The Animal League is dedicated to matching pets and families together in forever homes. Adopters must be at least 21 years old to adopt a pet from The Animal League.
Often the question is raised about how old children should be before adopting a puppy or kitten. Many experts agree that children experience a multitude of benefits from growing up alongside dogs and cats.
Sometimes the best match for young families is not a puppy/kitten, rather an adult dog or cat.
Here are some reasons why:
Puppies and kittens are fragile.
They are tiny and can be easily overlooked by young children. This is not only dangerous for the pets, but young children can easily trip and fall over the pets. Small-breed dogs and puppies generally tend to be more nervous than larger breed dogs. This nervousness can lead to the dogs nipping or growling at young children who aren’t aware how to properly interact with small animals.
Puppies and kittens have not learned manners yet.
Unfortunately, dogs and cats do not train themselves! Young children are sometimes frightened by the energy level of young pets. Until puppies and kittens are fully trained, they may scratch, nip, jump, etc. This is not due to aggression, the pets simply do not know better because they have not been trained. Regardless, these behaviors are understandably frightening to young children.
Puppies, in particular, require a lot of work!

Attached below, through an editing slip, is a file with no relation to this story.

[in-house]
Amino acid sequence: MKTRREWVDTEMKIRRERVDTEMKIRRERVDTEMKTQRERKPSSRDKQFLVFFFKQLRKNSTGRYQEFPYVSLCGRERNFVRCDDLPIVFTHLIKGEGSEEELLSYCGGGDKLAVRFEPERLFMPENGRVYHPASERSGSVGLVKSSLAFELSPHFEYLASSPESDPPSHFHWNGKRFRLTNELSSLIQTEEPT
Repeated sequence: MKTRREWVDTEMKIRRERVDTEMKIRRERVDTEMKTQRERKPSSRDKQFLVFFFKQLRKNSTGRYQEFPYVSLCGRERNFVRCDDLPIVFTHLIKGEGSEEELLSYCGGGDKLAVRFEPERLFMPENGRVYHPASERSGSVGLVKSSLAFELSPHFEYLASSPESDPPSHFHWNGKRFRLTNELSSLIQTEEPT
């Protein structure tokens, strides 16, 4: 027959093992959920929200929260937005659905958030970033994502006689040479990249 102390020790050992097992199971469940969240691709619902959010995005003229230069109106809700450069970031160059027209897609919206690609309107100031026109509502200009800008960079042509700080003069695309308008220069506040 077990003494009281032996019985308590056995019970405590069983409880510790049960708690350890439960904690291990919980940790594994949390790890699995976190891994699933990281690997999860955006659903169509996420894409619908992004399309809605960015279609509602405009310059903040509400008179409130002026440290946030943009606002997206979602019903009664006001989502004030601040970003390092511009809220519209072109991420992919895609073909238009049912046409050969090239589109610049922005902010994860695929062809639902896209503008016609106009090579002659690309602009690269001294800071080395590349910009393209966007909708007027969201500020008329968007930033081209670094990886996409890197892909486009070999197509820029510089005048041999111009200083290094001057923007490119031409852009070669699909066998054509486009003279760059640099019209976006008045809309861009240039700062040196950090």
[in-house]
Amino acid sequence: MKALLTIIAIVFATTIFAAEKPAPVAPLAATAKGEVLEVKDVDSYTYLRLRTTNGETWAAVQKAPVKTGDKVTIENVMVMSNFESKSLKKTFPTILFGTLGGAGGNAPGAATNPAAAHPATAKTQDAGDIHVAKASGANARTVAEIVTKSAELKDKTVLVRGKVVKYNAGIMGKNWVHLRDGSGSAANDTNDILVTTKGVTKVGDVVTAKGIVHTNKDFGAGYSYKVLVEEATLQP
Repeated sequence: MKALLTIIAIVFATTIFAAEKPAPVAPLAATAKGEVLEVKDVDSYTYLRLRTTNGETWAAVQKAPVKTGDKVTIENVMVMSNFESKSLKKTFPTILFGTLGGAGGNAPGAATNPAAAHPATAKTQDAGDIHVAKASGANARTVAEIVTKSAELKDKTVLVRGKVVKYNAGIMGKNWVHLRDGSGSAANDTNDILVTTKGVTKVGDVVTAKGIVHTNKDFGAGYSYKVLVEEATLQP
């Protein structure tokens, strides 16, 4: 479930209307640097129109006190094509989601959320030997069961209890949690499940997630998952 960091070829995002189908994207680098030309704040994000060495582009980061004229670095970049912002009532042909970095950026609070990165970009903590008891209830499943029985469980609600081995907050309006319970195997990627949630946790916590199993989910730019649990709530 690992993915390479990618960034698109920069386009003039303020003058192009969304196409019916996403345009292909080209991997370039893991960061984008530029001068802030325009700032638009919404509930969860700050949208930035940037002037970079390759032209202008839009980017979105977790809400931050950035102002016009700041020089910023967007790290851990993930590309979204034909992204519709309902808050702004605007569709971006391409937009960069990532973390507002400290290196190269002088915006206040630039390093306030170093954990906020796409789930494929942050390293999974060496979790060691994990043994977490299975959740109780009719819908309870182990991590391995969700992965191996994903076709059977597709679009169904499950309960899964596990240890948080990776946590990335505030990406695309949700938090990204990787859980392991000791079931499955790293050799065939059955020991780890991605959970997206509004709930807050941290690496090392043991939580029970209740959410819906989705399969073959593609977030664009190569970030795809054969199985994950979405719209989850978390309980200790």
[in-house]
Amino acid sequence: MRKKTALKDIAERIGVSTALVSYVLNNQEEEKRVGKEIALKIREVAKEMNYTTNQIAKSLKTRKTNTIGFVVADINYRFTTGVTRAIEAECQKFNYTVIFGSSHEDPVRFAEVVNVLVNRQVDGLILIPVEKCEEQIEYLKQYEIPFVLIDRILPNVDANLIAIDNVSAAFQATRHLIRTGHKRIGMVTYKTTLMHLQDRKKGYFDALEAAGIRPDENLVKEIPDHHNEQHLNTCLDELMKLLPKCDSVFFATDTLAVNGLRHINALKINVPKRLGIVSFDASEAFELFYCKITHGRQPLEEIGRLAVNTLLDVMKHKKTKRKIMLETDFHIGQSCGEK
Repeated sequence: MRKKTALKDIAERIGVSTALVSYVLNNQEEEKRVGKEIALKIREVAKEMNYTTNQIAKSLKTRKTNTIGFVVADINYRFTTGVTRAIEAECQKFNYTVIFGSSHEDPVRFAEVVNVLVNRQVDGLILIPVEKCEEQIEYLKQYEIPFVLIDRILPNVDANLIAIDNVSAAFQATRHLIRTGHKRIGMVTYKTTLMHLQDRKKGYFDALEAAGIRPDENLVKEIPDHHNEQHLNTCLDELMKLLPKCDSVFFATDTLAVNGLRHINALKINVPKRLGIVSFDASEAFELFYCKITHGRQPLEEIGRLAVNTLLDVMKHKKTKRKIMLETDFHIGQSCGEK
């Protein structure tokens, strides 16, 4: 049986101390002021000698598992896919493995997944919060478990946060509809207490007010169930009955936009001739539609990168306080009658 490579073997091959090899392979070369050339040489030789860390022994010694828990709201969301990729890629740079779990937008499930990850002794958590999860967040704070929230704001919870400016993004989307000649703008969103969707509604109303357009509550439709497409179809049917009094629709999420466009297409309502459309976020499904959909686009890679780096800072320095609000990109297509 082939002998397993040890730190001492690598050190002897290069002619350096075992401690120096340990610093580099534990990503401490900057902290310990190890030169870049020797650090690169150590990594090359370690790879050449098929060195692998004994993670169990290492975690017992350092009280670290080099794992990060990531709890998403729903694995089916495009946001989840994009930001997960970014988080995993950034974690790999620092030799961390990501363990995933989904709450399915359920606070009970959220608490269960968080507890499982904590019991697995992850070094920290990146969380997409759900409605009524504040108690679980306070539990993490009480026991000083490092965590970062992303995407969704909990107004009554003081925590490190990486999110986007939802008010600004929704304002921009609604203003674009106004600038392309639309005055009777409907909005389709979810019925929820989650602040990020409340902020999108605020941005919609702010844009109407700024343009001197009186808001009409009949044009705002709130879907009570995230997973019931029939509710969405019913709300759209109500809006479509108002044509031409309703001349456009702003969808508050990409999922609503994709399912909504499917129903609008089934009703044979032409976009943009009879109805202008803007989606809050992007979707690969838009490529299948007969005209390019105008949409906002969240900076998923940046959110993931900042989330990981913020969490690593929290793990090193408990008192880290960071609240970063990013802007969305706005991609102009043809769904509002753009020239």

They are not house trained and have not gone through obedience training. Sometimes, puppy training coupled with the care required by babies and toddlers can prove overwhelming to parents. If dogs are not properly trained and socialized during their formative months, they can develop lifelong behavioral problems.
Children, just like puppies and kittens, go through different socialization and developmental stages.
For example, children 3-4 years of age are still learning impulse control. Sudden outbursts, or impulsive grabs at a pet might frighten them and cause an adverse, frightened response. Sadly, if puppies and kittens have negative experiences with children during their socialization period, they can develop a lifelong fear of small children. Between ages 5-7, children learn empathy and are better equipped to treat dogs and cats properly. Be aware that boys under the age of 9 are the most common victims of dog bites.
In accordance with our goal to place pets in lifelong forever homes, The Animal League has developed age guidelines to assist potential adopters in finding their best match:
- “6 Under 6”: Puppies and kittens under 6 months old are best-matched with families whose youngest child is 6 years of age or older, unless the puppy in question is a small breed.
- Small breed puppies (under 30lbs full-grown) and toy breed adults (under 15lbs) are best-matched with families whose youngest child is 8 years of age or older.